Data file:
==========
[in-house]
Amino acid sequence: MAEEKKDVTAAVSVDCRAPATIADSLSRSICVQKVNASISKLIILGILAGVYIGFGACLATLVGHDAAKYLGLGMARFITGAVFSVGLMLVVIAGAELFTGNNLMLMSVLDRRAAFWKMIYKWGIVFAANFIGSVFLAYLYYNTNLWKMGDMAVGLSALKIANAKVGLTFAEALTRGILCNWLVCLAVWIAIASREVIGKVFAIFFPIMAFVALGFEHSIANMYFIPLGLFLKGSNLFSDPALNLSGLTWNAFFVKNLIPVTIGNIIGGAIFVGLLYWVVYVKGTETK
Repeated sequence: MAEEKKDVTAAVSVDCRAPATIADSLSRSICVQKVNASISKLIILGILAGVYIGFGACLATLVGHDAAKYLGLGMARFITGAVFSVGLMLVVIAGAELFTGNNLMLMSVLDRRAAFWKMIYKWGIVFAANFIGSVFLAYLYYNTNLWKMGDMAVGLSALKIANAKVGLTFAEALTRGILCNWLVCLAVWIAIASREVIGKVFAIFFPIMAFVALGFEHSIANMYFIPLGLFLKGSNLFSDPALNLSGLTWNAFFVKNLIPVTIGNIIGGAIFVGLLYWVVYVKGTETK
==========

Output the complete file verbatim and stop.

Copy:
[in-house]
Amino acid sequence: MAEEKKDVTAAVSVDCRAPATIADSLSRSICVQKVNASISKLIILGILAGVYIGFGACLATLVGHDAAKYLGLGMARFITGAVFSVGLMLVVIAGAELFTGNNLMLMSVLDRRAAFWKMIYKWGIVFAANFIGSVFLAYLYYNTNLWKMGDMAVGLSALKIANAKVGLTFAEALTRGILCNWLVCLAVWIAIASREVIGKVFAIFFPIMAFVALGFEHSIANMYFIPLGLFLKGSNLFSDPALNLSGLTWNAFFVKNLIPVTIGNIIGGAIFVGLLYWVVYVKGTETK
Repeated sequence: MAEEKKDVTAAVSVDCRAPATIADSLSRSICVQKVNASISKLIILGILAGVYIGFGACLATLVGHDAAKYLGLGMARFITGAVFSVGLMLVVIAGAELFTGNNLMLMSVLDRRAAFWKMIYKWGIVFAANFIGSVFLAYLYYNTNLWKMGDMAVGLSALKIANAKVGLTFAEALTRGILCNWLVCLAVWIAIASREVIGKVFAIFFPIMAFVALGFEHSIANMYFIPLGLFLKGSNLFSDPALNLSGLTWNAFFVKNLIPVTIGNIIGGAIFVGLLYWVVYVKGTETK